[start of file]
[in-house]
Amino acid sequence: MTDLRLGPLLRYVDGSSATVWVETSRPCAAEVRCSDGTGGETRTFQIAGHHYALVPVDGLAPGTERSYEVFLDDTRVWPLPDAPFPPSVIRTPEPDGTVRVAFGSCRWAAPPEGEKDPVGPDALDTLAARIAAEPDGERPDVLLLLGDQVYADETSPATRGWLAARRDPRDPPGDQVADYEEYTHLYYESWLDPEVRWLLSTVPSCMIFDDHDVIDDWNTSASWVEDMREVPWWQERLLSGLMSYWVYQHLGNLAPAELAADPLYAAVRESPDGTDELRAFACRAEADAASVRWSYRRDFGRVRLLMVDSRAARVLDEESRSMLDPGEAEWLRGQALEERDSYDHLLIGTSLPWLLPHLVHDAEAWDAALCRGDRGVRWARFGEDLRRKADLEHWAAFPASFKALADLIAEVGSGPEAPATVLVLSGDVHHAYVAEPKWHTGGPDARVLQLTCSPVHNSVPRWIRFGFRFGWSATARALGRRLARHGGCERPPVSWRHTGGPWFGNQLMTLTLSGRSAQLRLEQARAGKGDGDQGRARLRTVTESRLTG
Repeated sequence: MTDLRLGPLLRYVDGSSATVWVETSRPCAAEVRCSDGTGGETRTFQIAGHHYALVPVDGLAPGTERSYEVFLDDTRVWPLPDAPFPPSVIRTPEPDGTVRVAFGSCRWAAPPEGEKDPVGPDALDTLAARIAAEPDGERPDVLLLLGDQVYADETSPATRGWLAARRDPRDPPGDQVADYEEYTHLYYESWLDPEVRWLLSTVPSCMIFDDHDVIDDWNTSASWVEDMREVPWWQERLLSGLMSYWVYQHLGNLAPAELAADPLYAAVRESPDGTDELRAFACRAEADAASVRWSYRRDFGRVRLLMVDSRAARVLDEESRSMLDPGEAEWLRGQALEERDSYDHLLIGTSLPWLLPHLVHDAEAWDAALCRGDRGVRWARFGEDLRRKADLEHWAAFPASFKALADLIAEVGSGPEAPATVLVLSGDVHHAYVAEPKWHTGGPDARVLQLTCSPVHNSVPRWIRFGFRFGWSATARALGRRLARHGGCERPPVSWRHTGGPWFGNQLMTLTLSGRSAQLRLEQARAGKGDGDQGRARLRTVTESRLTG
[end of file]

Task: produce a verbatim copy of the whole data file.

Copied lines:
[in-house]
Amino acid sequence: MTDLRLGPLLRYVDGSSATVWVETSRPCAAEVRCSDGTGGETRTFQIAGHHYALVPVDGLAPGTERSYEVFLDDTRVWPLPDAPFPPSVIRTPEPDGTVRVAFGSCRWAAPPEGEKDPVGPDALDTLAARIAAEPDGERPDVLLLLGDQVYADETSPATRGWLAARRDPRDPPGDQVADYEEYTHLYYESWLDPEVRWLLSTVPSCMIFDDHDVIDDWNTSASWVEDMREVPWWQERLLSGLMSYWVYQHLGNLAPAELAADPLYAAVRESPDGTDELRAFACRAEADAASVRWSYRRDFGRVRLLMVDSRAARVLDEESRSMLDPGEAEWLRGQALEERDSYDHLLIGTSLPWLLPHLVHDAEAWDAALCRGDRGVRWARFGEDLRRKADLEHWAAFPASFKALADLIAEVGSGPEAPATVLVLSGDVHHAYVAEPKWHTGGPDARVLQLTCSPVHNSVPRWIRFGFRFGWSATARALGRRLARHGGCERPPVSWRHTGGPWFGNQLMTLTLSGRSAQLRLEQARAGKGDGDQGRARLRTVTESRLTG
Repeated sequence: MTDLRLGPLLRYVDGSSATVWVETSRPCAAEVRCSDGTGGETRTFQIAGHHYALVPVDGLAPGTERSYEVFLDDTRVWPLPDAPFPPSVIRTPEPDGTVRVAFGSCRWAAPPEGEKDPVGPDALDTLAARIAAEPDGERPDVLLLLGDQVYADETSPATRGWLAARRDPRDPPGDQVADYEEYTHLYYESWLDPEVRWLLSTVPSCMIFDDHDVIDDWNTSASWVEDMREVPWWQERLLSGLMSYWVYQHLGNLAPAELAADPLYAAVRESPDGTDELRAFACRAEADAASVRWSYRRDFGRVRLLMVDSRAARVLDEESRSMLDPGEAEWLRGQALEERDSYDHLLIGTSLPWLLPHLVHDAEAWDAALCRGDRGVRWARFGEDLRRKADLEHWAAFPASFKALADLIAEVGSGPEAPATVLVLSGDVHHAYVAEPKWHTGGPDARVLQLTCSPVHNSVPRWIRFGFRFGWSATARALGRRLARHGGCERPPVSWRHTGGPWFGNQLMTLTLSGRSAQLRLEQARAGKGDGDQGRARLRTVTESRLTG